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September 06, 2000 - Image 52

Resource type:
The Michigan Daily, 2000-09-06

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14C New Student Edition - The Michigan Daily - Wednesday, September 6, 2000
Experiential courses give students new perspective

By Eddie Ahn
and Jeannie Baumann
Daily Staff Reporters

Juliana Kua, an LSA freshman
from Singapore, took a crash course
in American history and culture
through a spring break tour of the
Civil Rights movement in the deep
"It was an eye-opener to Ameri-
can culture," Kua said. "I learned so
much I never would have been able
to learn in a classroom." Kua's
spring break experience also
brought her one credit closer to
graduation. The trip was an experi-

ential course offered by the Lloyd
Hall Scholars Program called "Get
on the Bus."
"I wanted them to experience the
Civil Rights Movement and get an
idea of what it was like to be there,"
said LHSP Instructor Joe Gonzalez,
who taught the course. ie said the
12 students traveled through cities
such as Atlanta, Birmingham and
Montgomery, Ala., experiencing
everything from a speech by Coretta
Scott King to run-ins with Ku Klux
Klan members.
Taking students out of the class-
room environment, the University is
offering nearly 70 experiential

classes for the Fall 2000 academic
term. "Books are good. Classrooms
are good. But so is experience -
experience is important," Gonzalez
LSA freshman Patricia Welsh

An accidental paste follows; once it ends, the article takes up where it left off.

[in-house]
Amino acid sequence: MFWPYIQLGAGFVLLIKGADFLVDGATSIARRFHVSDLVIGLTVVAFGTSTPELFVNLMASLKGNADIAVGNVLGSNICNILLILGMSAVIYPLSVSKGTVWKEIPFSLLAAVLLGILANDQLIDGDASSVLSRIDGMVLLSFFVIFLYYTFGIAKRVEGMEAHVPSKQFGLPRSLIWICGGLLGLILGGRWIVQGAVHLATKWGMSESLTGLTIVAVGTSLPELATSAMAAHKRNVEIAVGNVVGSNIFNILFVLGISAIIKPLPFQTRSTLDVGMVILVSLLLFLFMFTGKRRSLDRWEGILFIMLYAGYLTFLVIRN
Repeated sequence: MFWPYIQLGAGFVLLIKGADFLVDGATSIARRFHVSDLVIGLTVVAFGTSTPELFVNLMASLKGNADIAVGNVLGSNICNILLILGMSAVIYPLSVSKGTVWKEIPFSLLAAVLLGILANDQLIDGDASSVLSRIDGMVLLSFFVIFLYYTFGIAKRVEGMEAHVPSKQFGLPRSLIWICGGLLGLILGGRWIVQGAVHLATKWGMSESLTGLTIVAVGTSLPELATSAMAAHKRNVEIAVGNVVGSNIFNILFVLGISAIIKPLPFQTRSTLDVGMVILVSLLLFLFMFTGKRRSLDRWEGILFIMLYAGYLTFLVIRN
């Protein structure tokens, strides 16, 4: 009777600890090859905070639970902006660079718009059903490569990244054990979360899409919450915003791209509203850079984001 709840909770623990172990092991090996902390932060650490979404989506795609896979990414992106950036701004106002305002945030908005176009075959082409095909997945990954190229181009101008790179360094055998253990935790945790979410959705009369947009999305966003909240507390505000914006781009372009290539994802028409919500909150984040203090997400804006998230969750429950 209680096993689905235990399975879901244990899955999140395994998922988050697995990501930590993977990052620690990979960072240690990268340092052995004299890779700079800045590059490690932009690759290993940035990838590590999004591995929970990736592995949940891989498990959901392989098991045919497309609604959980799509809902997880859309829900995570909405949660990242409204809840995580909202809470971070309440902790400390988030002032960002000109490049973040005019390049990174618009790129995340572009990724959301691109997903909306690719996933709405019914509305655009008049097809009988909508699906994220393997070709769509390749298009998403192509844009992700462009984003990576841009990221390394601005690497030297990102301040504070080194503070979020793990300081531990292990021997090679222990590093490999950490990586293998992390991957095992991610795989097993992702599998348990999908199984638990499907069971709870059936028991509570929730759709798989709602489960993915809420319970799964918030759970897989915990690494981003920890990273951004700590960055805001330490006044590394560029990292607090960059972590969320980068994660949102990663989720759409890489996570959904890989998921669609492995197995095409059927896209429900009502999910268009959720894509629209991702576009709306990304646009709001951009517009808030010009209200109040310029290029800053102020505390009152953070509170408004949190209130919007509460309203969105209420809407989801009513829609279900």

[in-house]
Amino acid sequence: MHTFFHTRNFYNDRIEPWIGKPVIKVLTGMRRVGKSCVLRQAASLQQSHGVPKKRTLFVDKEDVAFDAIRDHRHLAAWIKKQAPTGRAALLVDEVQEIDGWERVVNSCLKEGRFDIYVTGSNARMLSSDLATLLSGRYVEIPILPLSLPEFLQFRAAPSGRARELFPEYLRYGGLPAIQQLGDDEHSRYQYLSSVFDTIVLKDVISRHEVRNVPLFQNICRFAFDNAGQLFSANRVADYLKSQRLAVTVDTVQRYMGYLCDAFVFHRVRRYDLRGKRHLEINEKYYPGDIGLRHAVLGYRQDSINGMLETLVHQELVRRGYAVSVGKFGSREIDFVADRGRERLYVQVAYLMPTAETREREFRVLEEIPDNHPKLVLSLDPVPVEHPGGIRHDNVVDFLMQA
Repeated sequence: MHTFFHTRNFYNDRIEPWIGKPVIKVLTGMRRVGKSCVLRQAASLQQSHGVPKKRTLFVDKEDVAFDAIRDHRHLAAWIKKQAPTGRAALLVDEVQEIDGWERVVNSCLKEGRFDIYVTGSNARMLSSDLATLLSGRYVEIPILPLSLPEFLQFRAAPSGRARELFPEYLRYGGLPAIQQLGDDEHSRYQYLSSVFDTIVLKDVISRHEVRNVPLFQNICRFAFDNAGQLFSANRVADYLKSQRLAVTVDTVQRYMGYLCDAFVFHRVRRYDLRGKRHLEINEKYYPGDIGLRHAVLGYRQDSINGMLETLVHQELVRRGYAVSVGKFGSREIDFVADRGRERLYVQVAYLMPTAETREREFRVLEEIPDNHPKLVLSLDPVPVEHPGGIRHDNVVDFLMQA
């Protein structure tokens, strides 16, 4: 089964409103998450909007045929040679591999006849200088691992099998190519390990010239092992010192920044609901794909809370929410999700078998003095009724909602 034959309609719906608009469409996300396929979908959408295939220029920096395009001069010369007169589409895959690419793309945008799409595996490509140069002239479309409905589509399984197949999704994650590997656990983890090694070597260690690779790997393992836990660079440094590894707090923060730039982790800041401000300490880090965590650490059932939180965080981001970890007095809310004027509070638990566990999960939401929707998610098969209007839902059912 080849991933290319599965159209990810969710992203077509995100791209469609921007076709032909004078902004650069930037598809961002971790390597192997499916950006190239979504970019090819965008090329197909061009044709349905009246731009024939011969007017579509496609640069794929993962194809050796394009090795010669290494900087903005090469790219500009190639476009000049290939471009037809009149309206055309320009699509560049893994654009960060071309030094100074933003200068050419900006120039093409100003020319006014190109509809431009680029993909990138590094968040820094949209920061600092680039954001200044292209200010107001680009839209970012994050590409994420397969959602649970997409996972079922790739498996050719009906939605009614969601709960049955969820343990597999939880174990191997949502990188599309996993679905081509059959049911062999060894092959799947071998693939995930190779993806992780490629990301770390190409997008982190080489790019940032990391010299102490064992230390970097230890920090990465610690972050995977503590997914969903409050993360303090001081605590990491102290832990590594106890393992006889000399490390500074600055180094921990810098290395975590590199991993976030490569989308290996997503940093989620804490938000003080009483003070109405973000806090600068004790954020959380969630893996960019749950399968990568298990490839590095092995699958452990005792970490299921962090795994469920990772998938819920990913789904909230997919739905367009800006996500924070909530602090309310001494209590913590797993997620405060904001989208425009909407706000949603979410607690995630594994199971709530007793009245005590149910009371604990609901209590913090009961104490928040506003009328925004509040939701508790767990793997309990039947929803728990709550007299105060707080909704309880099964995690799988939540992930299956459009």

said the class provided unforget-
table memories. Welsh describes her
most memorable experience on the
trip as "walking from the Dexter
Church up to the Martin Luther
King Memorial, and when we got
there we all held hands and sang
'We Shall Overcome."'
The psychology.and sociology
departments offer several experien-
tial courses. Some of the classes

offered provide students a learning
experience through mentorships.
Psychology 307, "Directed Expe-
riences with Children," allows stu-
dents to work with children from 18
months through kindergarten at two
University children's centers.
"Students start to recognize all of
the layers of learning that are going
on that sometimes on the surface
may seem very basic and very sim-
ple," said University Children's
Centers Director Karey Leach, who
teaches Psychology 307.
The course combines hands-on
experience teaching pre-schoolers
and a lecture format. It requires a

few written assignments and no
midterm or final.
"The textbooks of the class are
the children. The coursepack is
really the way to provide overarch-
ing aspects of child education,"
Leach said. LSA freshman Christina
Urbanowicz's Psychology 211
course in criminal justice placed her
in a mentoring situation at the
Maxey W. J. Boys Training School
in Whitmore Lake.
"It makes me feel good to do
something to influence (the boys),"
Urbanowicz said.
Through experiential classes, stu-
dents learn to apply academic theo-
ries to practical applications.
Mabel Rodriquez teaches a two-
part course on migrant outreach.
.During the spring term, students
"academically analyze" migrant
workers in the Michigan.
In the summer term, the students
will visit migrant campus through-

out southeastern Michigan and edu-
cate migrant workers about pesti-
cide, educational opportunities and
health issues--- all in Spanish.
"They will have a first-hand
experience of the living conditions,
while battling the same linguistics
issues that the workers have to
face," she said.
Stella Raudenbush, executive
director for the Michigan K-12 Ser.
vice-Learning Center, teaches Educa-
tion 317, "Leadership: multicultural,
cross-disciplinary and intergenera-
tional perspectives," which combines
lecture, class discussions and work-
ing in senior centers.
She said the class gives students a
deeper understanding of what lead-
ership is.
"You really learn best by doing,"
Raudenbush said. "The whole pur-
pose of an education is to under-
stand ourselves as human beings.
What else is there?"


Classroom notetakers for hearing impaired
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